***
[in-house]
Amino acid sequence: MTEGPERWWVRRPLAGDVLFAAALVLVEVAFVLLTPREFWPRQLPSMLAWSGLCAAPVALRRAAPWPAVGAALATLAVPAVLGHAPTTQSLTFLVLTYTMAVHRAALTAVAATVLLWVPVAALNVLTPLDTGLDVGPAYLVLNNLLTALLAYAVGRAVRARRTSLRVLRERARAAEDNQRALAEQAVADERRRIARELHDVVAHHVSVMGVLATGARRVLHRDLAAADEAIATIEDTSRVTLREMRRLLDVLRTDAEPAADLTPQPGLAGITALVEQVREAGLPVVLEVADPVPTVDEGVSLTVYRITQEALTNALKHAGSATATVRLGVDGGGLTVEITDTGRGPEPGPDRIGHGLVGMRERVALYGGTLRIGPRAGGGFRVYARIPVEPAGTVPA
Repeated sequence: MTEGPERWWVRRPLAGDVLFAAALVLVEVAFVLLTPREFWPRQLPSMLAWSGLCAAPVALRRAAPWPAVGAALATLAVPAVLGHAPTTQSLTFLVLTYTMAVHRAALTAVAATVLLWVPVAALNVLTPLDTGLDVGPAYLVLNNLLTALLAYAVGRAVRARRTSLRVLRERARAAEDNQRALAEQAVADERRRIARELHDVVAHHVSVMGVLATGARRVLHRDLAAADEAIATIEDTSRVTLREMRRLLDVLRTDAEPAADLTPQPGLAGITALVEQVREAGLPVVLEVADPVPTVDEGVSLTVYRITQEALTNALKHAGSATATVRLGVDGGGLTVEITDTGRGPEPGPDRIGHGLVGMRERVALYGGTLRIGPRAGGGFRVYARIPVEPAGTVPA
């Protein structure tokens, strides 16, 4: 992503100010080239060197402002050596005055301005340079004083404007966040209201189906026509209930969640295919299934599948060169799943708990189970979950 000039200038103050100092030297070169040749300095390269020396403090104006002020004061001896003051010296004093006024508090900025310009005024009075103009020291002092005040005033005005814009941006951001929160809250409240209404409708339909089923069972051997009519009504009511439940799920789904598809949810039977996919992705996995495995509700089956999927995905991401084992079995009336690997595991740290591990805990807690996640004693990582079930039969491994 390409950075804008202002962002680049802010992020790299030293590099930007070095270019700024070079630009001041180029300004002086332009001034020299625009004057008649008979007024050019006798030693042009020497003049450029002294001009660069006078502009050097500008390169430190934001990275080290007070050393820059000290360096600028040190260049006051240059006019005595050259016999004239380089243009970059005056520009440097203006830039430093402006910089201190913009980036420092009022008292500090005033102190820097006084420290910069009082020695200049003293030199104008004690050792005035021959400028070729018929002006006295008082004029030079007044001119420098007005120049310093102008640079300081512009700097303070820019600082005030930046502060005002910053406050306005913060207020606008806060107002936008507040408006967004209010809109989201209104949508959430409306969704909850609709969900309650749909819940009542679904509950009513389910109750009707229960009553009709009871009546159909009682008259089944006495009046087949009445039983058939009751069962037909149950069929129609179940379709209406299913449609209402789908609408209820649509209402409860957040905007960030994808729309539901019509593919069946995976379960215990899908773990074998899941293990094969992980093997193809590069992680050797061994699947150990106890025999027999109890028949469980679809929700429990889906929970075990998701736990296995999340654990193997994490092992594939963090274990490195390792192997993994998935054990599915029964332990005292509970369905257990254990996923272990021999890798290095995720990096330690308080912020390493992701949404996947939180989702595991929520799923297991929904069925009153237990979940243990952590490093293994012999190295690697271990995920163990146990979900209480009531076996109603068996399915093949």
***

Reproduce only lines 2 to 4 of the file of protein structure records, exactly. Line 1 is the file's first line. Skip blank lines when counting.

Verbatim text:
Amino acid sequence: MTEGPERWWVRRPLAGDVLFAAALVLVEVAFVLLTPREFWPRQLPSMLAWSGLCAAPVALRRAAPWPAVGAALATLAVPAVLGHAPTTQSLTFLVLTYTMAVHRAALTAVAATVLLWVPVAALNVLTPLDTGLDVGPAYLVLNNLLTALLAYAVGRAVRARRTSLRVLRERARAAEDNQRALAEQAVADERRRIARELHDVVAHHVSVMGVLATGARRVLHRDLAAADEAIATIEDTSRVTLREMRRLLDVLRTDAEPAADLTPQPGLAGITALVEQVREAGLPVVLEVADPVPTVDEGVSLTVYRITQEALTNALKHAGSATATVRLGVDGGGLTVEITDTGRGPEPGPDRIGHGLVGMRERVALYGGTLRIGPRAGGGFRVYARIPVEPAGTVPA
Repeated sequence: MTEGPERWWVRRPLAGDVLFAAALVLVEVAFVLLTPREFWPRQLPSMLAWSGLCAAPVALRRAAPWPAVGAALATLAVPAVLGHAPTTQSLTFLVLTYTMAVHRAALTAVAATVLLWVPVAALNVLTPLDTGLDVGPAYLVLNNLLTALLAYAVGRAVRARRTSLRVLRERARAAEDNQRALAEQAVADERRRIARELHDVVAHHVSVMGVLATGARRVLHRDLAAADEAIATIEDTSRVTLREMRRLLDVLRTDAEPAADLTPQPGLAGITALVEQVREAGLPVVLEVADPVPTVDEGVSLTVYRITQEALTNALKHAGSATATVRLGVDGGGLTVEITDTGRGPEPGPDRIGHGLVGMRERVALYGGTLRIGPRAGGGFRVYARIPVEPAGTVPA
């Protein structure tokens, strides 16, 4: 992503100010080239060197402002050596005055301005340079004083404007966040209201189906026509209930969640295919299934599948060169799943708990189970979950 000039200038103050100092030297070169040749300095390269020396403090104006002020004061001896003051010296004093006024508090900025310009005024009075103009020291002092005040005033005005814009941006951001929160809250409240209404409708339909089923069972051997009519009504009511439940799920789904598809949810039977996919992705996995495995509700089956999927995905991401084992079995009336690997595991740290591990805990807690996640004693990582079930039969491994 390409950075804008202002962002680049802010992020790299030293590099930007070095270019700024070079630009001041180029300004002086332009001034020299625009004057008649008979007024050019006798030693042009020497003049450029002294001009660069006078502009050097500008390169430190934001990275080290007070050393820059000290360096600028040190260049006051240059006019005595050259016999004239380089243009970059005056520009440097203006830039430093402006910089201190913009980036420092009022008292500090005033102190820097006084420290910069009082020695200049003293030199104008004690050792005035021959400028070729018929002006006295008082004029030079007044001119420098007005120049310093102008640079300081512009700097303070820019600082005030930046502060005002910053406050306005913060207020606008806060107002936008507040408006967004209010809109989201209104949508959430409306969704909850609709969900309650749909819940009542679904509950009513389910109750009707229960009553009709009871009546159909009682008259089944006495009046087949009445039983058939009751069962037909149950069929129609179940379709209406299913449609209402789908609408209820649509209402409860957040905007960030994808729309539901019509593919069946995976379960215990899908773990074998899941293990094969992980093997193809590069992680050797061994699947150990106890025999027999109890028949469980679809929700429990889906929970075990998701736990296995999340654990193997994490092992594939963090274990490195390792192997993994998935054990599915029964332990005292509970369905257990254990996923272990021999890798290095995720990096330690308080912020390493992701949404996947939180989702595991929520799923297991929904069925009153237990979940243990952590490093293994012999190295690697271990995920163990146990979900209480009531076996109603068996399915093949």